A1 Journal article (refereed)
Parasites in sympatric populations of native and invasive freshwater bivalves (2020)


Taskinen, Jouni; Urbańska, Maria; Ercoli, Fabio; Andrzejewski, Wojciech; Ożgo, Małgorzata; Deng, Binglin; Choo, Jocelyn M.; Riccardi, Nicoletta (2020). Parasites in sympatric populations of native and invasive freshwater bivalves. Hydrobiologia, Early online. DOI: 10.1007/s10750-020-04284-0


JYU authors or editors


Publication details

All authors or editors: Taskinen, Jouni; Urbańska, Maria; Ercoli, Fabio; Andrzejewski, Wojciech; Ożgo, Małgorzata; Deng, Binglin; Choo, Jocelyn M.; Riccardi, Nicoletta

Journal or series: Hydrobiologia

ISSN: 0018-8158

eISSN: 1573-5117

Publication year: 2020

Volume: Early online

Publisher: Springer

Publication country: Netherlands

Publication language: English

DOI: http://doi.org/10.1007/s10750-020-04284-0

Open Access: Open access publication published in a hybrid channel

Publication is parallel published (JYX): https://jyx.jyu.fi/handle/123456789/69013


Abstract

An increasing threat to local, native freshwater mussels (Unionida)—an ecologically important but globally alarmingly declining group—is the invasion by exotic bivalves. The Enemy Release Hypothesis predicts that introduced species should benefit from enemy-mediated competition because they are less likely to be harmed by natural enemies, such as parasites, than their native competitors. We investigated within-site differences in parasitism between sympatric native (tot. five spp.) and invasive (tot. three spp.) bivalves in eight northern European waterbodies, which harboured totally 15 parasite taxa. In paired comparisons using within-site averages, the mean number of parasite species in the native bivalves was 2.3 times higher, and the sum of parasite prevalences 2.4 times higher, than in the invasive bivalves. This may lead to enemy-mediated competitive release of invaders and contribute to the success of invasive freshwater bivalves, in general. However, while the invasive clam Corbicula fluminea was completely free from parasites, parasite parameters of the other invader, Sinanodonta woodiana, were relatively high, indicating that the role of parasites can be invader-specific and urges further research. Understanding the factors affecting success of freshwater bivalve invasions, such as parasitism, can aid invasion control and conservation of local, native (endangered) bivalves.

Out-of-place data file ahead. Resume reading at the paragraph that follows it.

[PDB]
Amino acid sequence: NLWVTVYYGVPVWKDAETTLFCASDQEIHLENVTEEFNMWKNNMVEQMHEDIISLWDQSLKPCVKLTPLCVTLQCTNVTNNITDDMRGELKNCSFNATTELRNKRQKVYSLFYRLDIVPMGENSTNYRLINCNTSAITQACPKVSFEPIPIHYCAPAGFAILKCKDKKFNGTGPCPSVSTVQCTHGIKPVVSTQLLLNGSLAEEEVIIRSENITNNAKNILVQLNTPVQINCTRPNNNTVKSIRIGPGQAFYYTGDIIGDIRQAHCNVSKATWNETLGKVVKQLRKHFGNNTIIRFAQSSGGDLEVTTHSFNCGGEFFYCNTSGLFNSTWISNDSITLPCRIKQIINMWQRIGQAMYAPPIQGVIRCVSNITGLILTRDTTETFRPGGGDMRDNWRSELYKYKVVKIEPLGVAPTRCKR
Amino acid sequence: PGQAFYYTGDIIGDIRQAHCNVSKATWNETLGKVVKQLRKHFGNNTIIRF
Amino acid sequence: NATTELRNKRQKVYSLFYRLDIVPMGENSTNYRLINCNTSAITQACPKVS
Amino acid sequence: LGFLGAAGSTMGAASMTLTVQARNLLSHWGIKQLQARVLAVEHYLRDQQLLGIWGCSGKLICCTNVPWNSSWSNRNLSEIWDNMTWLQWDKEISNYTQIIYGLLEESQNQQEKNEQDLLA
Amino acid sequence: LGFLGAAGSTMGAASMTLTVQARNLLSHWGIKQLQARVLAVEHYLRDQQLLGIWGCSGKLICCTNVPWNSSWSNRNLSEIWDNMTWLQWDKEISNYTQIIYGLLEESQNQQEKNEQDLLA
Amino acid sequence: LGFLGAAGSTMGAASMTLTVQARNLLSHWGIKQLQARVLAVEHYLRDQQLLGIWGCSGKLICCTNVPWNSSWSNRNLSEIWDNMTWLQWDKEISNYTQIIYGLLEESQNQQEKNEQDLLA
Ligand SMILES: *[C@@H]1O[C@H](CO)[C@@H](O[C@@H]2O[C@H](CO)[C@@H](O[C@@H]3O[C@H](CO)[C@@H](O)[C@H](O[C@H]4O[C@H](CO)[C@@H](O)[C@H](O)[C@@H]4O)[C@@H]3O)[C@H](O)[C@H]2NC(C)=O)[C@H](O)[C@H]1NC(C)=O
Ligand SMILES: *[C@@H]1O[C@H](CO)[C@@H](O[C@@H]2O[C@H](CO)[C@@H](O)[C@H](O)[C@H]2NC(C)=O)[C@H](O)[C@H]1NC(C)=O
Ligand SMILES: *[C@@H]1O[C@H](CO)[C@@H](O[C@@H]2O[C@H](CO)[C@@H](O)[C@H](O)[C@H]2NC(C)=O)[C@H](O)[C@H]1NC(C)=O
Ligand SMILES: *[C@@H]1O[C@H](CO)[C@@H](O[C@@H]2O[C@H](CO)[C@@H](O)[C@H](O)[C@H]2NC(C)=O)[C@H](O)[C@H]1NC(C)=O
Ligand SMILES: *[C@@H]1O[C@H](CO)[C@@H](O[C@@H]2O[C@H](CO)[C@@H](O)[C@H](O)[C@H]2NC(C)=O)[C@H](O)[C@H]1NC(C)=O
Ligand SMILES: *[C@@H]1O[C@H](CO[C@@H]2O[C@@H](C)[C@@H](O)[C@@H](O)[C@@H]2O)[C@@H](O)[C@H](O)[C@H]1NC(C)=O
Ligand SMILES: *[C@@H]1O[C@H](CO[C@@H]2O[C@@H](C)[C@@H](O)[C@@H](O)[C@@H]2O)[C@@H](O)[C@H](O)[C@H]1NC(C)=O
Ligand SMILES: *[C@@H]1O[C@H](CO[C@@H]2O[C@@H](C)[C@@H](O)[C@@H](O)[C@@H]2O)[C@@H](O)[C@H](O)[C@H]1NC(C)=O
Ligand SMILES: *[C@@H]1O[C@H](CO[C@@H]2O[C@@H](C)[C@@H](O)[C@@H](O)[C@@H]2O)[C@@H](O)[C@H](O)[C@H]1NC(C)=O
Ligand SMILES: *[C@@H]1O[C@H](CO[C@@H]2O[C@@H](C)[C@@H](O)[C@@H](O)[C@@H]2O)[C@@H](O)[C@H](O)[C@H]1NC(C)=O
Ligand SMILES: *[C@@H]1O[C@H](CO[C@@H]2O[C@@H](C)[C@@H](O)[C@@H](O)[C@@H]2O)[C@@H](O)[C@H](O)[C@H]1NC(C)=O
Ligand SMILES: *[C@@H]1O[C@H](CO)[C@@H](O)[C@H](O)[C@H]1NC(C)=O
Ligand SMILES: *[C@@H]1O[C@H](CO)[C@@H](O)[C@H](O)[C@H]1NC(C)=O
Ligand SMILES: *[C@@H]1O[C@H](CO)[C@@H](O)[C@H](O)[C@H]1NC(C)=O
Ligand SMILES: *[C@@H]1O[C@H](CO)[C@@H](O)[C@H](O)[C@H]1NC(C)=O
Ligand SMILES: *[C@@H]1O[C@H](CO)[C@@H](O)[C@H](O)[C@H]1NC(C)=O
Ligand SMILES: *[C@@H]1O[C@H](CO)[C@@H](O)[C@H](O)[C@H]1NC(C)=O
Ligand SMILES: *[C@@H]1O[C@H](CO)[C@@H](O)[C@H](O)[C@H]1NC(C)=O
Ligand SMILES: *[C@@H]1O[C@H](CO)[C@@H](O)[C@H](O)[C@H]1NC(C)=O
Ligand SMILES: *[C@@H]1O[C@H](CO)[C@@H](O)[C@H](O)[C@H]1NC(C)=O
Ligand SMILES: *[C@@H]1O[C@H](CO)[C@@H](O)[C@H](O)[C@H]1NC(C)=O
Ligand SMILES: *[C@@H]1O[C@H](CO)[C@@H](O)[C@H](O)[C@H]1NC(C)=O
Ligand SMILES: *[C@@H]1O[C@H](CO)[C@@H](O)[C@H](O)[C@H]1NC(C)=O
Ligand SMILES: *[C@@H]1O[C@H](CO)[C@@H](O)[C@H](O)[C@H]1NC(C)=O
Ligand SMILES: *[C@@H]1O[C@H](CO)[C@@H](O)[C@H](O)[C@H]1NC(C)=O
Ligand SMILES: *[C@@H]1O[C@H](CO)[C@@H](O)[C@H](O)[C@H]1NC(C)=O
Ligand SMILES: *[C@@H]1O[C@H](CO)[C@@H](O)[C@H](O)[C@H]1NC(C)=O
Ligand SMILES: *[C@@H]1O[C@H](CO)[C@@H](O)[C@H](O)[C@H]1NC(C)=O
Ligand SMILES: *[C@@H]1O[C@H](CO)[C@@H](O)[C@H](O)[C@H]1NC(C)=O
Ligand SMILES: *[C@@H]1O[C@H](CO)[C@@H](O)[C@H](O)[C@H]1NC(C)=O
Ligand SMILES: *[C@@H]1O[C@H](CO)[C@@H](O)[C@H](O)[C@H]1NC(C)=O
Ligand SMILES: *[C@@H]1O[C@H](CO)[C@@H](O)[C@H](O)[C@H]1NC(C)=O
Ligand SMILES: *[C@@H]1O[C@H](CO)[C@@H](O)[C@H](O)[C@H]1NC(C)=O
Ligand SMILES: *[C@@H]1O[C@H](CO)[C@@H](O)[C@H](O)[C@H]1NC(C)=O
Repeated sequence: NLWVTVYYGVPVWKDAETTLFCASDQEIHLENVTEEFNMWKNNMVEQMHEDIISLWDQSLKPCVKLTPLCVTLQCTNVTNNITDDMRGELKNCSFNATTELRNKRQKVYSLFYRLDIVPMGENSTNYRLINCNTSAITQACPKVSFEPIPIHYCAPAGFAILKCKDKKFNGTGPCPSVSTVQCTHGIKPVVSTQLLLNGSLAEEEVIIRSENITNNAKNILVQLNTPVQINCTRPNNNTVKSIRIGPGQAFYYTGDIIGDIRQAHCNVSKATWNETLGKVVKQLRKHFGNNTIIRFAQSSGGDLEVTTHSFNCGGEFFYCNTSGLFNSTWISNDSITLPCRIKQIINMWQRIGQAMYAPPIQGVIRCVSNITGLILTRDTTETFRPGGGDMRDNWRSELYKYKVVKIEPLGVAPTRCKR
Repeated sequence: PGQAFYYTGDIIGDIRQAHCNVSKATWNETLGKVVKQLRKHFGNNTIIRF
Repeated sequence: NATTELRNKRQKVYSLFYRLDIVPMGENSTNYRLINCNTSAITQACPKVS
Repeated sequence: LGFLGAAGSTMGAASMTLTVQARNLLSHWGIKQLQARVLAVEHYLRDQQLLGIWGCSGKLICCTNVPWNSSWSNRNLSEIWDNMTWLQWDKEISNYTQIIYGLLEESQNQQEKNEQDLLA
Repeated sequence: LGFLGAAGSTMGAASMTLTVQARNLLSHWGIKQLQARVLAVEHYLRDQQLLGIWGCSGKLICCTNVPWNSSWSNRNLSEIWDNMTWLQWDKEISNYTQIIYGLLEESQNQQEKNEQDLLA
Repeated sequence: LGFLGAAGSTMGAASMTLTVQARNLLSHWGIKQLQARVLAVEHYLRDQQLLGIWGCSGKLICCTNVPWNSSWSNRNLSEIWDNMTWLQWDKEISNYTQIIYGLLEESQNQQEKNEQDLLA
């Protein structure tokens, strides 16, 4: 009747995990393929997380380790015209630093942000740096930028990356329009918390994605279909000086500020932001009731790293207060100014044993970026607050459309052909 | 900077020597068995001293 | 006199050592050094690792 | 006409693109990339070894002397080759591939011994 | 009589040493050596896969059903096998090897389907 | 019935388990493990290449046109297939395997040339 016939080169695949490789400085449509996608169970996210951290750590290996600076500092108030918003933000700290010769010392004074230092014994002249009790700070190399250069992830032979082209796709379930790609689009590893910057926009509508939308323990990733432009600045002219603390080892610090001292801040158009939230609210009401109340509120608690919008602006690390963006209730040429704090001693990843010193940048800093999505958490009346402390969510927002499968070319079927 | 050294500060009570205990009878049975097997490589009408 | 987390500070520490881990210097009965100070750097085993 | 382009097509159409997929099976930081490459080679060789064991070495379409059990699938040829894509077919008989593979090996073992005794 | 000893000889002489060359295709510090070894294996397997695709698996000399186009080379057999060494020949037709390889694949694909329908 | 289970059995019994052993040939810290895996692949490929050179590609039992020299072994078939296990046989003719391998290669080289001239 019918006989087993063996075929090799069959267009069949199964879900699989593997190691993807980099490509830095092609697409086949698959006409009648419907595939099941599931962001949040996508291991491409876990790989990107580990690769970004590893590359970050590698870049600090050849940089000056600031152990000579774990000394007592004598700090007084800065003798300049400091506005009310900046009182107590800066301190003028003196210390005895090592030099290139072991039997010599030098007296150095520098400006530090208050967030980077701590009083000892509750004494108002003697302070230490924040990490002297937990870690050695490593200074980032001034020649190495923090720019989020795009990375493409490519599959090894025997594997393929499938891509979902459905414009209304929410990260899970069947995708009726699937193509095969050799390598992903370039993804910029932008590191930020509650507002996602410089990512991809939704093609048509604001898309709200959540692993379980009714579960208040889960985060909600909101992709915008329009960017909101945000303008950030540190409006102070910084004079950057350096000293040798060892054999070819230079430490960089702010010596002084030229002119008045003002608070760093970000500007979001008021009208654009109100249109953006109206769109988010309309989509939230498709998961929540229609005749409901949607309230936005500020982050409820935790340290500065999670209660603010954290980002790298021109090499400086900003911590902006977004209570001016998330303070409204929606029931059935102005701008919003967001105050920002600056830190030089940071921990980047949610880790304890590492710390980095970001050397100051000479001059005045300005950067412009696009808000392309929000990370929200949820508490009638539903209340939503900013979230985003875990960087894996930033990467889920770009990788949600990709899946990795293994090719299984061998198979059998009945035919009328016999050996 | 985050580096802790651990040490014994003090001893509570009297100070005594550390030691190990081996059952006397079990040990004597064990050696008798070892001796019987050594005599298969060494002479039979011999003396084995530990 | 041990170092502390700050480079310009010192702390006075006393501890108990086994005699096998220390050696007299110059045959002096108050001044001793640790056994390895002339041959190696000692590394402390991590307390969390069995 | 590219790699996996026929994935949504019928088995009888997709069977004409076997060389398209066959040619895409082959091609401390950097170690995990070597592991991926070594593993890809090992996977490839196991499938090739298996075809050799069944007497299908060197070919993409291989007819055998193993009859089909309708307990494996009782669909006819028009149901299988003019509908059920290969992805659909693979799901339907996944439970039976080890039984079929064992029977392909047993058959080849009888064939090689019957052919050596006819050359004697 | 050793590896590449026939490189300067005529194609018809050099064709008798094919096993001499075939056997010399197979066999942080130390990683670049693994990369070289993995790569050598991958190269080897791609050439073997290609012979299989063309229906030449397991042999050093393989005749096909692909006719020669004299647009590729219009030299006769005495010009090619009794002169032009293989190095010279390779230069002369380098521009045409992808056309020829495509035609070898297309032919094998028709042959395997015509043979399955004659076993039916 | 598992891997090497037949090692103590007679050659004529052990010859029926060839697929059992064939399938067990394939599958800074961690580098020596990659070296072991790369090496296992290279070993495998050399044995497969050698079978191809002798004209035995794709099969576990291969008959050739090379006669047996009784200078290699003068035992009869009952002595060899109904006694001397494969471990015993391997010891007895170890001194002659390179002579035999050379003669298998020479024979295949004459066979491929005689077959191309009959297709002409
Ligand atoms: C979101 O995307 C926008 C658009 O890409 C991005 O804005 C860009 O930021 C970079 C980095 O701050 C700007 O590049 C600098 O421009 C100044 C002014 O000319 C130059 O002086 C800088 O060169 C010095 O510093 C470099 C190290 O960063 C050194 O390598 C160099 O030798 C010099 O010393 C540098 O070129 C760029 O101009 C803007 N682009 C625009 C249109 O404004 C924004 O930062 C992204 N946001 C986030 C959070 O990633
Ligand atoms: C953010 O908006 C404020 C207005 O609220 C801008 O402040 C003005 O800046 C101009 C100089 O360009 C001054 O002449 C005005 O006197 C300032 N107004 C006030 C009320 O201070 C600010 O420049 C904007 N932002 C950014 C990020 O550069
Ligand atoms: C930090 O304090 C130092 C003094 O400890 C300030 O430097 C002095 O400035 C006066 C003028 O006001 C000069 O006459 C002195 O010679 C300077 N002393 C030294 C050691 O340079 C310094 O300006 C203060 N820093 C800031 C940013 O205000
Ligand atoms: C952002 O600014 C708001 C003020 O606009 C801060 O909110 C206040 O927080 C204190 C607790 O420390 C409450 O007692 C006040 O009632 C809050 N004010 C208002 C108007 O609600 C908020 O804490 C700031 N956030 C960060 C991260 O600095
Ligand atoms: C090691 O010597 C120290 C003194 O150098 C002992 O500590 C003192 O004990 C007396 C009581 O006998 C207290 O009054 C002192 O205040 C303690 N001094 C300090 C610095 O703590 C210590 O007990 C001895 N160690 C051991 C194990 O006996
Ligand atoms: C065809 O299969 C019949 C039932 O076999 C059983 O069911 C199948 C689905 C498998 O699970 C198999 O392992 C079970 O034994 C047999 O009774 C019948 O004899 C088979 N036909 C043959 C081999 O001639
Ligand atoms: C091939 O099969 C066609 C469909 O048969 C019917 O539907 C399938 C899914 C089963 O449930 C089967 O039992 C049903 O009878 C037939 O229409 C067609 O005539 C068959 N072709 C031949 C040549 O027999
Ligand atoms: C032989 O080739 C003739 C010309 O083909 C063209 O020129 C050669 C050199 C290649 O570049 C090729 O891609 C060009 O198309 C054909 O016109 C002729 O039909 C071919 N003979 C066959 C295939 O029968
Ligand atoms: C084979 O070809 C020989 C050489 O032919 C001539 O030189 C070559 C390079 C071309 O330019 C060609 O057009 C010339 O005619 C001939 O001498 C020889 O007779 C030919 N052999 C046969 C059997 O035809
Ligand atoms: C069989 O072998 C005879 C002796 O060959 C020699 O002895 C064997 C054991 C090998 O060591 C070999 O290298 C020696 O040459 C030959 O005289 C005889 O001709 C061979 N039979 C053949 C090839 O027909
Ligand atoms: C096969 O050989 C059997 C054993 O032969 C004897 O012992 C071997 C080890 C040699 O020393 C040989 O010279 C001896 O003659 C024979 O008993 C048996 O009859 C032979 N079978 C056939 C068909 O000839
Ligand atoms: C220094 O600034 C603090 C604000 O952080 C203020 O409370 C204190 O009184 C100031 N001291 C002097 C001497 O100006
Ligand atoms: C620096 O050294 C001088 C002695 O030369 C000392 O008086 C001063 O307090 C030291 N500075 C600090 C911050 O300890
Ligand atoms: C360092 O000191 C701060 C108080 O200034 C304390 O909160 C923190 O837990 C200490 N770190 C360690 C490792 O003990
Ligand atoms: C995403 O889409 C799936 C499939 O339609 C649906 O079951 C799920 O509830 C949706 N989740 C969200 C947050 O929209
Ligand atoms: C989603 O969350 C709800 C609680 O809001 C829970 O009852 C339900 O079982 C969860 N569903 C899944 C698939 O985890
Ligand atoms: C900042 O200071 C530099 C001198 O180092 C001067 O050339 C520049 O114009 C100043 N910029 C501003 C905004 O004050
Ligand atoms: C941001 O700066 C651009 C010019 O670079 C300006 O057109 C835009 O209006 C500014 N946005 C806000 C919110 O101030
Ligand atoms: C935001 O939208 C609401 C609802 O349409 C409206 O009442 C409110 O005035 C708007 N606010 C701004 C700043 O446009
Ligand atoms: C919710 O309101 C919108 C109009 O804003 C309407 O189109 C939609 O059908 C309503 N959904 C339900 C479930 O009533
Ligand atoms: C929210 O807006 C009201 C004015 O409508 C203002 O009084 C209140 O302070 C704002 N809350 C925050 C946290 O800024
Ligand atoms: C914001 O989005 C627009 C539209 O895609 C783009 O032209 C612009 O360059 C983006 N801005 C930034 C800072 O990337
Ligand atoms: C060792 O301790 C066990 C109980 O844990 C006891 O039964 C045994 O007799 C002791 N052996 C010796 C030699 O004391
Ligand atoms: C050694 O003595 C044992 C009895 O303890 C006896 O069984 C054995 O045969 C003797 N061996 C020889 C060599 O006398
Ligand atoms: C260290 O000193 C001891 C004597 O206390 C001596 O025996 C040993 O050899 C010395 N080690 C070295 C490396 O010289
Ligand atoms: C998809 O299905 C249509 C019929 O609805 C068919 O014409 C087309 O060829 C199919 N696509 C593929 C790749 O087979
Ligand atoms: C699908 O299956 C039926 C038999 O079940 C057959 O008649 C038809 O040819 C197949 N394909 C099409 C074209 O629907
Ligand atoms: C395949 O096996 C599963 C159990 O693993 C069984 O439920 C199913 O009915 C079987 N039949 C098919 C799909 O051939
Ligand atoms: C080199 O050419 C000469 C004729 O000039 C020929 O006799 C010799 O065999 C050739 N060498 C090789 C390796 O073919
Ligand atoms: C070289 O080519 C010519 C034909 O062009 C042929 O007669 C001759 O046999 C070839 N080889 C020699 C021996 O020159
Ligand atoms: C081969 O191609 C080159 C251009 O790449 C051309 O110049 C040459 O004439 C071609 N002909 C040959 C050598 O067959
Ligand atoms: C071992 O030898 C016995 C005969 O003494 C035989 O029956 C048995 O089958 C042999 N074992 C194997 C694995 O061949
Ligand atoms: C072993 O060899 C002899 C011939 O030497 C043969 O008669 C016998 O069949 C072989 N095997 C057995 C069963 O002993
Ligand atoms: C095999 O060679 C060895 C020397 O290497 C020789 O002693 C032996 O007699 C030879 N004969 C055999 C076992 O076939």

Keywords: introduced species; bivalvia; parasitism; parasites; fresh water

Free keywords: enemy release; exotic species; freshwater mussels; introduced alien species; non-indigenous species; parasite benefit


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Ministry reporting: No, publication in press


Last updated on 2020-18-08 at 13:13